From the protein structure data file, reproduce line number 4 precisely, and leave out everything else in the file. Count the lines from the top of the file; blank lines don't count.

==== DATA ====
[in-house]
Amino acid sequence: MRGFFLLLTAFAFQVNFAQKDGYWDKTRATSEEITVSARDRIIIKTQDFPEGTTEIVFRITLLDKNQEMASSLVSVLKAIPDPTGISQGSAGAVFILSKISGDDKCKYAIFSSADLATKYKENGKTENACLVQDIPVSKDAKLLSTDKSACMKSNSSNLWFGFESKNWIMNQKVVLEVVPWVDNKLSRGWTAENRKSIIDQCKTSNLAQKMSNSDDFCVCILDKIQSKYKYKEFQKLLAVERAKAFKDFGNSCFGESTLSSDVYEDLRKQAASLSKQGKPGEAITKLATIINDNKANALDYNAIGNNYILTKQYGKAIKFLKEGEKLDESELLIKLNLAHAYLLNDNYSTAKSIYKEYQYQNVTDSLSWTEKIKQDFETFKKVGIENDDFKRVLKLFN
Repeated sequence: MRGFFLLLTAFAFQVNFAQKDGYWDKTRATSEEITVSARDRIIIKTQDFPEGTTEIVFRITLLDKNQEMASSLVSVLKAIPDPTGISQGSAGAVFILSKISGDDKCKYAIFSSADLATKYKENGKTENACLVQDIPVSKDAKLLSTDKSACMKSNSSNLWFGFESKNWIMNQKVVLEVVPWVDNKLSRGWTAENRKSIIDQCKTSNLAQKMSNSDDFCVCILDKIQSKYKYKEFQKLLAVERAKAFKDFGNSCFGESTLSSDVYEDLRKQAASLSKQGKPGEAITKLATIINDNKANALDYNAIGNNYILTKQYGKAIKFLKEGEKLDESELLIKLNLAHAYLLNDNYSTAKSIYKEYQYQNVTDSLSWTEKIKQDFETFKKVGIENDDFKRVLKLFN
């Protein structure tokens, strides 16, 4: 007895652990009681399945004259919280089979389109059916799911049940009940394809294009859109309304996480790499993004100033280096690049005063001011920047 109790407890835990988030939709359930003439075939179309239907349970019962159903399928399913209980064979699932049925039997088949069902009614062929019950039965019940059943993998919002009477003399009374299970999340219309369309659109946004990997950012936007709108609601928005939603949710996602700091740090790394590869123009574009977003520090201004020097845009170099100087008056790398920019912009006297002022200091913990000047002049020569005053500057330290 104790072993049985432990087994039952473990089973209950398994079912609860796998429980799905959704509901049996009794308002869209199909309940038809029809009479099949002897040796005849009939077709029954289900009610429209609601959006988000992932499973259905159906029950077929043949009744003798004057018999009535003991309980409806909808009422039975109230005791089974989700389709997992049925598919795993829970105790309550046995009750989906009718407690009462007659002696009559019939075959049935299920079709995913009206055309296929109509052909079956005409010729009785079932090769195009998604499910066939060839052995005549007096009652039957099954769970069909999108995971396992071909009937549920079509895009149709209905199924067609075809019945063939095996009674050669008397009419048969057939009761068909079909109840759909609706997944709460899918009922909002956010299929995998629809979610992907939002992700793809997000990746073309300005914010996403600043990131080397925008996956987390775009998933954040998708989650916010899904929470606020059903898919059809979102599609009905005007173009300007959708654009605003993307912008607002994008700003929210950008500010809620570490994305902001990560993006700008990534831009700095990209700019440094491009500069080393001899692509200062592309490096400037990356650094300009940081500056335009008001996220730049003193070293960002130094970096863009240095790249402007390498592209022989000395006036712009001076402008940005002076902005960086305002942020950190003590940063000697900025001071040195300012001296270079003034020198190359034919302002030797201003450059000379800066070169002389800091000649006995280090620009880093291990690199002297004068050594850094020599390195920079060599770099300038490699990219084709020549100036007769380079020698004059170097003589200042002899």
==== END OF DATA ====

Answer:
């Protein structure tokens, strides 16, 4: 007895652990009681399945004259919280089979389109059916799911049940009940394809294009859109309304996480790499993004100033280096690049005063001011920047 109790407890835990988030939709359930003439075939179309239907349970019962159903399928399913209980064979699932049925039997088949069902009614062929019950039965019940059943993998919002009477003399009374299970999340219309369309659109946004990997950012936007709108609601928005939603949710996602700091740090790394590869123009574009977003520090201004020097845009170099100087008056790398920019912009006297002022200091913990000047002049020569005053500057330290 104790072993049985432990087994039952473990089973209950398994079912609860796998429980799905959704509901049996009794308002869209199909309940038809029809009479099949002897040796005849009939077709029954289900009610429209609601959006988000992932499973259905159906029950077929043949009744003798004057018999009535003991309980409806909808009422039975109230005791089974989700389709997992049925598919795993829970105790309550046995009750989906009718407690009462007659002696009559019939075959049935299920079709995913009206055309296929109509052909079956005409010729009785079932090769195009998604499910066939060839052995005549007096009652039957099954769970069909999108995971396992071909009937549920079509895009149709209905199924067609075809019945063939095996009674050669008397009419048969057939009761068909079909109840759909609706997944709460899918009922909002956010299929995998629809979610992907939002992700793809997000990746073309300005914010996403600043990131080397925008996956987390775009998933954040998708989650916010899904929470606020059903898919059809979102599609009905005007173009300007959708654009605003993307912008607002994008700003929210950008500010809620570490994305902001990560993006700008990534831009700095990209700019440094491009500069080393001899692509200062592309490096400037990356650094300009940081500056335009008001996220730049003193070293960002130094970096863009240095790249402007390498592209022989000395006036712009001076402008940005002076902005960086305002942020950190003590940063000697900025001071040195300012001296270079003034020198190359034919302002030797201003450059000379800066070169002389800091000649006995280090620009880093291990690199002297004068050594850094020599390195920079060599770099300038490699990219084709020549100036007769380079020698004059170097003589200042002899």